Tuesday, September 01, 2009

There really is a Kyrgyzstan

So this is Kyrgyzstan, and what have you done? Another trip to China, and a new one to Europe just begun. So this is Kyrgyzstan, and I didn't blog for a week because there is no Internet access (and has not been) in all of Xinjiang province for almost two months now. I composed an angry polemic about this on the Urumqi-Kashgar train, but I'll leave that behind, since it's of little consequence.

Kashgar was one of those places I always imagined existed, a place that is the nexus of the world, where China, Pakistan, Turkey and all-and-sundry meet. It was a place where I bought Kyrgyz som at the bank from a Uighur who sat waiting on the couches (the teller directed me there) insisted on speaking to me in Urdu, even though I spoke better Chinese than his Urdu, and we both spoke good English. It was a place where I traveled to spectacular Karakul Lake at 12,000 feet on the Karakoram Highway connecting China and Pakistan, and heard, in order, songs in Korean, English and Hindi. It was a place where I spoke a mixture of Chinese and Urdu to buy kebabs from people who spoke neither.

In so many ways, Kashgar (the K and the g are those guttoral sounds that make Arabic so great) was like going back to Pakistan. I stayed at the wonderful Old City Hostel amidst ancient brown buildings, narrow alleys and a lively street scene that picked up at night, seemingly never to stop. There were mosques, camels, donkey carts, open gutters on the side of the street and so many things that I haven't seen in so long. There was, of course, the highway to Pakistan, and many people pointed at me and asked "Pakistan?" I usually said no, since it's never in your interest to be Pakistani, ever, except when bargaining.

The courtyard at the Kashgar Old City Hostel was a fantastically social place, where I met Italians, Frenchmen, an Indian and others. There was a group of five people on my first day, none of whom lived in their country of origin: a French woman living in Singapore, a French man living in Switzerland, an Italian living in Japan, a Chinese guy living in America and a Canadian living in Korea. Since then, I've met nothing but Japanese. I went to Karakul Lake, a spectacular lake surrounded by snowy 7,000-metre mountains, with two Japanese people and a Uighur who spoke fluent Japanese but almost no English (we communicated in Chinese and assorted Arabic words).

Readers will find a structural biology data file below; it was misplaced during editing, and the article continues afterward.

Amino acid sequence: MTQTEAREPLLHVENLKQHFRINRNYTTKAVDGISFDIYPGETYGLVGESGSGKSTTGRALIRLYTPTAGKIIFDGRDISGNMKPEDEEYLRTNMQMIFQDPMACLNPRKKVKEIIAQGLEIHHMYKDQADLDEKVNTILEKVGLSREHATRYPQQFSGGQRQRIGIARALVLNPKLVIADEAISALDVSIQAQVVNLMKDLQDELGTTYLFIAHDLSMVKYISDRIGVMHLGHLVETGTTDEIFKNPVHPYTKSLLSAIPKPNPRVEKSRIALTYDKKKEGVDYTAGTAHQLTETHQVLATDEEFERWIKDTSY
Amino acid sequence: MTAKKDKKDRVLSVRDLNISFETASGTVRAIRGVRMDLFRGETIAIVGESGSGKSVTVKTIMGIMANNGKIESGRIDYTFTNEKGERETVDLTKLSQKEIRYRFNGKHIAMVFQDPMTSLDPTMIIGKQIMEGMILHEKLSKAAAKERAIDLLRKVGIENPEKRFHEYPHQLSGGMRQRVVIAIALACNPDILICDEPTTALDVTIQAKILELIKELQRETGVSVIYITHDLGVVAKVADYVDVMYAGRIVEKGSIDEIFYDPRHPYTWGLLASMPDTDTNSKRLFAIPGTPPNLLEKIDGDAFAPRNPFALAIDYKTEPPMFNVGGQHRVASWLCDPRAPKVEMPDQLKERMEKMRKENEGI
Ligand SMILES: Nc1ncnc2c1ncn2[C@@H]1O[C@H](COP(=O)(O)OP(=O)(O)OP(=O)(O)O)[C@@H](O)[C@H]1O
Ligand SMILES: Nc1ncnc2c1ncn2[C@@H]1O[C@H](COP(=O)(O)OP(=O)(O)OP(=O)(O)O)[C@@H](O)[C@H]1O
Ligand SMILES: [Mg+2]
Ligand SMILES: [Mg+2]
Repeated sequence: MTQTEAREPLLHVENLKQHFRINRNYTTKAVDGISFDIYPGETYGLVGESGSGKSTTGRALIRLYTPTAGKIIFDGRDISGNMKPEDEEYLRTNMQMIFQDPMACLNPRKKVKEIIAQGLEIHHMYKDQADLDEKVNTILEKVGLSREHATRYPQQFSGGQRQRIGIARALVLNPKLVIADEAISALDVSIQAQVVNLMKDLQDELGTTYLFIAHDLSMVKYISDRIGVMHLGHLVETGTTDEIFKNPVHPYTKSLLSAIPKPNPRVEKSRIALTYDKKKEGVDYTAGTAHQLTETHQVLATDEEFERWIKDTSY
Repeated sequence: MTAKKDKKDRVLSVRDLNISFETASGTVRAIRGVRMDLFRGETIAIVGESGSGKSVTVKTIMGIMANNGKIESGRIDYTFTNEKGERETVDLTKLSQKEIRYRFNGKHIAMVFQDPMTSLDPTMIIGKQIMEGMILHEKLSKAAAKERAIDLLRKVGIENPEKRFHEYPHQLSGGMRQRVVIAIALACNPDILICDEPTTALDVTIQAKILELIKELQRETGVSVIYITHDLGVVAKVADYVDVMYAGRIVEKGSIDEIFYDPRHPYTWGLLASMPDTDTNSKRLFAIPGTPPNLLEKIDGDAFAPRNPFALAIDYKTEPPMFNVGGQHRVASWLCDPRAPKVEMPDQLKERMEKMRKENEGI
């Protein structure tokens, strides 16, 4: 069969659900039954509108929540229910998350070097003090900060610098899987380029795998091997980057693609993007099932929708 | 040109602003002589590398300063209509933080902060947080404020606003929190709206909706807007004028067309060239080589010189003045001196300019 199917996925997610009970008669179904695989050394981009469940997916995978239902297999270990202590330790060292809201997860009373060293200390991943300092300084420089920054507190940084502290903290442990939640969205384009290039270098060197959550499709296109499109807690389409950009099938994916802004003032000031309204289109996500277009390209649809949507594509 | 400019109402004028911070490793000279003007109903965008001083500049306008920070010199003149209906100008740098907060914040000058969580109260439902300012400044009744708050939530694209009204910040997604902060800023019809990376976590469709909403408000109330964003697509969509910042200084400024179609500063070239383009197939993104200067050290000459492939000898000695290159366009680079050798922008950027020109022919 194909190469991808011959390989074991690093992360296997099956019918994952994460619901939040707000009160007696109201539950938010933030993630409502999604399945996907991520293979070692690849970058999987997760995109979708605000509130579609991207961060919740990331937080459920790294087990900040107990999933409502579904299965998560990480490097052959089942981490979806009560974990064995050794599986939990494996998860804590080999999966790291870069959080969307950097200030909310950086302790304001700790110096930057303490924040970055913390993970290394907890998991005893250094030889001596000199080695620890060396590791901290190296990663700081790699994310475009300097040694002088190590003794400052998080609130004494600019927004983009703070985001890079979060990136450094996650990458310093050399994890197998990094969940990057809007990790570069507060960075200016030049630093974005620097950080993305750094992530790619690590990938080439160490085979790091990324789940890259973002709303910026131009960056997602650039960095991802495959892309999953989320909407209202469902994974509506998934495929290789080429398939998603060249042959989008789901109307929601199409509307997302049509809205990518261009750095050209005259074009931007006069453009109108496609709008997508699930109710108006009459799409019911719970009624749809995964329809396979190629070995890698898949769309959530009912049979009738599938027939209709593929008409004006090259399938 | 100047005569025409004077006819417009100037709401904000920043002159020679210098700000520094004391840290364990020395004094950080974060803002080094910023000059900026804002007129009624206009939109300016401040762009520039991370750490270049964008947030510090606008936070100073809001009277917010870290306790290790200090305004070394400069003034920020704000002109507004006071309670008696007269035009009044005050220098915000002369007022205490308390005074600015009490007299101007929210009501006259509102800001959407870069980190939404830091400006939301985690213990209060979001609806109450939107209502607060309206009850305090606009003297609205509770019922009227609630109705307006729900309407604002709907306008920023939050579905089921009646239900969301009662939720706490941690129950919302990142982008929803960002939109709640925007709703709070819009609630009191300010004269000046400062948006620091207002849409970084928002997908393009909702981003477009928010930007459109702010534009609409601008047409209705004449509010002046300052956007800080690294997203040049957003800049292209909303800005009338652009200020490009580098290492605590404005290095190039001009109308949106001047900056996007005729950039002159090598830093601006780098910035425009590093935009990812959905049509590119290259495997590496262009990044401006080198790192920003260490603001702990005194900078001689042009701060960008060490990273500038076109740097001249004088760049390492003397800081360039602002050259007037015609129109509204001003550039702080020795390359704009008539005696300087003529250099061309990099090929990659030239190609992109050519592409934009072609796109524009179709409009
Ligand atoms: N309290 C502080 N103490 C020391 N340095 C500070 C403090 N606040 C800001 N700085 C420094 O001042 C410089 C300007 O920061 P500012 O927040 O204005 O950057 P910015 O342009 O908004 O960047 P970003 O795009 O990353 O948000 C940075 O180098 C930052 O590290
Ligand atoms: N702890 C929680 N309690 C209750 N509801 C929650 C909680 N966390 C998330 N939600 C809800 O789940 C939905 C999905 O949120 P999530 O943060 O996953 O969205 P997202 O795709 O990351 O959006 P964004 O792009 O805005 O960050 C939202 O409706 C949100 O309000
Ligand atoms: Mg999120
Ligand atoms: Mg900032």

I will always, always remember Kashgar. It was a place where so many things were possible (except contacting the outside world). So many countries were together, and talk of travel to Pakistan, Tajikistan, Tibet or any other remote, dangerous destination was routine. The people were intelligent, worldly and always, guaranteed to be interesting. A new arrival comes in with a bike and a watermelon, which he feeds to everyone, and announces his intention to take it to Europe via Pakistan and Iran. A man casually talks of a month in the south of Punjab (I never went!). Others study Pashto and share their pictures from Madagascar.

But this is Kyrgyzstan. The trip to Kyrgyzstan was bizarre to say the least. The bus was scheduled to leave at 8 am Xinjiang time (all of China is officially on Beijing time, two hours ahead). It left an hour late, rumbled down to a gas station, where it was loaded up with...produce. For an hour. Then we drove 90 minutes, had lunch, drove another two hours to the border. At the Chinese side, I showed my passport to enter a building. Then a man checked my passport. Then he asked for my camera. I took it out, but I was told to wait. While I waited, two people checked my passport, reading it through like a magazine. Then a man went through all 444 pictures on the camera with an eye for pictures from Xinjiang. Then they checked my passport again.

I went to a booth where they checked my passport, then had my bag put through a scanner. Then I waited for everyone else. While I waited, they checked my passport again. We went to another booth where they checked my passport. There was a final crossing, marking the no-man's land between countries, where they checked everybody's name against the list provided. Then we entered Kyrgyzstan. The immigration office was a pale blue shed with no sign, where my details were entered into a Microsoft Excel spreadsheet. In another unmarked room, ununiformed man recorded my details and informed me that while it was okay for the Japanese I was with to laugh at his questions, laughing was for the Jews and kafirs.

For dinner, we had jujubes, naan and a chicken's head provided to us by the bus driver. I ate the naan and jujubes. The bus arrived via a dirt road into Osh, Kyrgyzstan at 3 am. We slept on the bus until 6 and then arrived into town. Kyrgyzstan is cleaner than much of China and developed (at times, at times crumbling), but my four days here will cost less than my visa ($80 US).

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